• Vegetable milk products, legumes, tofu, seitan, tempeh, seeds, dried fruit
  • Sweets, oil

The foods at the base are those to be preferred and consumed more frequently than those located higher in the pyramid.

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Vegan Diet For Weight Loss

Vegan Diet For Weight Loss

Even the vegan diet is not exempt from the calorie deficit to ensure weight loss.

The fact that it is defined as a “diet” does not mean that it makes you lose weight: “diet” is in fact synonymous with lifestyle, even if today the term is almost always associated with the idea of ​​weight loss (low-calorie diet).

The vegan diet can thus be one:

Is it easier to lose weight on a vegan diet than on others? The answer lies precisely in its food characteristics. With a meal that is very high in fiber (vegetables, whole grains) it is difficult to exceed the portions as dietary fiber contributes a lot to the sense of satiety.

In addition, for omnivores, it is easier to give in to milk chocolate, grandma’s buttery cake, sandwiches with burgers: all very high-calorie foods that, inevitably, those who follow a vegan diet do not eat.

Also for this reason for vegans, it is more difficult to incur a high-calorie diet – even if, densely energetic foods are also there for them (chips, salted peanuts, vegan biscuits).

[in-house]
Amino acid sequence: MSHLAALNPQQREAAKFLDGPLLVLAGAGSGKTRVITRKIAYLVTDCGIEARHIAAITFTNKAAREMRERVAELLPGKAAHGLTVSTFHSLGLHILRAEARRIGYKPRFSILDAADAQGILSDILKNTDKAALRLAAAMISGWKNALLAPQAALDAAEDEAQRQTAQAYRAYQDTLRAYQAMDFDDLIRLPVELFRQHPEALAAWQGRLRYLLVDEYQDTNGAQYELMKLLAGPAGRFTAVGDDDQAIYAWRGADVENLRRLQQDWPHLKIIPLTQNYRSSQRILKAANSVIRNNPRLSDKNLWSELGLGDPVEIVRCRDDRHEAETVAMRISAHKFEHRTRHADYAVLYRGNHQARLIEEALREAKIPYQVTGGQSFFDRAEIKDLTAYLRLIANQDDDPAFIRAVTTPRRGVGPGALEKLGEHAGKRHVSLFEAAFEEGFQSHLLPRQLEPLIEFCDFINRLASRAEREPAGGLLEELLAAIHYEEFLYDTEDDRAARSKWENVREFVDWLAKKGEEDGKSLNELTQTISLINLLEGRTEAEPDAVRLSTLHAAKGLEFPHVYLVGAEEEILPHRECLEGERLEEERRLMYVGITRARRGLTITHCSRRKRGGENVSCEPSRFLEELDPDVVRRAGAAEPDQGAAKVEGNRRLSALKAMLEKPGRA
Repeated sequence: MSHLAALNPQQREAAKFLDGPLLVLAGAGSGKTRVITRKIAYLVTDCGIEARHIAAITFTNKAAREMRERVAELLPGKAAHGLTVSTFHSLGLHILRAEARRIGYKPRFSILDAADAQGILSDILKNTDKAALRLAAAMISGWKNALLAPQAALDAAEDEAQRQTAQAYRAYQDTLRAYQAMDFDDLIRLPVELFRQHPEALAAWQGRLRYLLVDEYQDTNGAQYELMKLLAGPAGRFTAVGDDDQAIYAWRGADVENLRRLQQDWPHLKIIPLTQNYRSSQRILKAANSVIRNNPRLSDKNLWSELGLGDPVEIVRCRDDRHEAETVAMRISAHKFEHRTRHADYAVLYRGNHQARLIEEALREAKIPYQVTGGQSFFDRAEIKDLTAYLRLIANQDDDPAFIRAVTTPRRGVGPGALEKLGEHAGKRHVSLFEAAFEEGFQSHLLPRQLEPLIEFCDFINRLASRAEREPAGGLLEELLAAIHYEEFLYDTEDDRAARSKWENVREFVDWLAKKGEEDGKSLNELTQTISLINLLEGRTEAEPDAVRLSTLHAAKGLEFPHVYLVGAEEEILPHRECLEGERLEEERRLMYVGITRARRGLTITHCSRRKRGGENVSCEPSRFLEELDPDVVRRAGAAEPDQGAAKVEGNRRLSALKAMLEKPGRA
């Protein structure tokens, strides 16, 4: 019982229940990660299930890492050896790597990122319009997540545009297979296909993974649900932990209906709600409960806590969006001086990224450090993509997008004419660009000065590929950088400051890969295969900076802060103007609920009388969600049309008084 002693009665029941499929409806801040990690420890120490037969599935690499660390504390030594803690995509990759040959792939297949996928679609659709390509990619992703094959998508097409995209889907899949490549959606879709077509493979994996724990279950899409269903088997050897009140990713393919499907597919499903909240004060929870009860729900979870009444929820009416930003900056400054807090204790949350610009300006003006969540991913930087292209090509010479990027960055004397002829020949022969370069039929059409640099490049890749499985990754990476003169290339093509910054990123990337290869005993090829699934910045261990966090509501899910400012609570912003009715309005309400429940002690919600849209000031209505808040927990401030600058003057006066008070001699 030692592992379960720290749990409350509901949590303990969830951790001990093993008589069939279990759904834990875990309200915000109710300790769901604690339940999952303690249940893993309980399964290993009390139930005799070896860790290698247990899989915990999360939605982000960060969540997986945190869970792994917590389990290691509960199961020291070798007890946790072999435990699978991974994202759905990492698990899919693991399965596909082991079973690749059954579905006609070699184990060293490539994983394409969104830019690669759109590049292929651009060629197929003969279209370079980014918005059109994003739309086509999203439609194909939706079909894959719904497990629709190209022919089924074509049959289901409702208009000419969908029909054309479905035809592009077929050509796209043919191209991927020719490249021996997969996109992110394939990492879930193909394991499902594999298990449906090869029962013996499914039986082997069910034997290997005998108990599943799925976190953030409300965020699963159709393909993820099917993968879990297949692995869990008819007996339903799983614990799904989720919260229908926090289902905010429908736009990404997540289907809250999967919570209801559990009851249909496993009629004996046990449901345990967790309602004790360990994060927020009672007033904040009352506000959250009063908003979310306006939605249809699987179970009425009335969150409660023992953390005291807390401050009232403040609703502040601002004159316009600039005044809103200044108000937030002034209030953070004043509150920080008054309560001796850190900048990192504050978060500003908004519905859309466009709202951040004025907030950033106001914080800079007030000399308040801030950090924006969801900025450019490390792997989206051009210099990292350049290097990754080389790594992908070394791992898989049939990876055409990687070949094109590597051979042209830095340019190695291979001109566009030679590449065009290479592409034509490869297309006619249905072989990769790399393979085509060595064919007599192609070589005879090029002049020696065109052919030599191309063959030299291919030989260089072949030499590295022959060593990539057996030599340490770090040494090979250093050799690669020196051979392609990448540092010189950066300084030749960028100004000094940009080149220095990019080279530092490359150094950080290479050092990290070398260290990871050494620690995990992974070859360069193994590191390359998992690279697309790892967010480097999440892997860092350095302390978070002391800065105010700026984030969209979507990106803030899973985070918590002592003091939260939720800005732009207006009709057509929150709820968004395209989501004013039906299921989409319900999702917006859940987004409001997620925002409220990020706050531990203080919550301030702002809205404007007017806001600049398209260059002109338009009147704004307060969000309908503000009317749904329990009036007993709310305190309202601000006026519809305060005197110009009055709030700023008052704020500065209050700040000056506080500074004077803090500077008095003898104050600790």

If you do not count and do not want to count calories it is more likely to lose weight with a vegan diet if you first followed a more varied diet, precisely because on the one hand you will be satisfied sooner and on the other, you will exclude some foods that are densely caloric.

Balanced Vegan Diet

The American Dietetic Association argues that vegan diets when well planned are able to meet the nutritional needs of individuals.

A balanced diet must be balanced in the first place for energy intake, then for macronutrients and micronutrients.

From the point of view of energy the vegan diet is able to satisfy the energy needs of the individual, despite the exclusion of highly caloric foods it should be kept in mind to also consume foods that have a high energy density, such as cereals, dried fruit, oil.

Regarding macronutrients:

  • Carbohydrates can be obtained from many sources (cereals, fruit, vegetables, legumes), and being able to meet the carbohydrate needs is not a problem.
  • The balanced vegan diet for weight loss is able to ensure an adequate intake of proteins, and also of essential amino acids however, it is necessary to increase the protein requirement by 10-20% compared to the recommended intake for non-vegetarians.
  • Vegetable proteins are considered to have a low biological value but with these precautions, you can well overcome this possible problem.
  • A vegan diet usually has less fat than non-vegan diets but this is a plus as this reduction in lipid intake occurs due to the exclusion of saturated and trans fats.
  • Oil, dried fruit, seeds are the foods you can rely on for an adequate lipid intake.
  • There may be a lack of omega-3s (particular “good” fatty acids), which however are found in flax seeds or, if necessary, in food supplements.
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The micronutrients (vitamins and minerals) in vegans have never been detected more deficient than non-vegetarians, although as far as iron and zinc, there are some precautions to consider for their balance.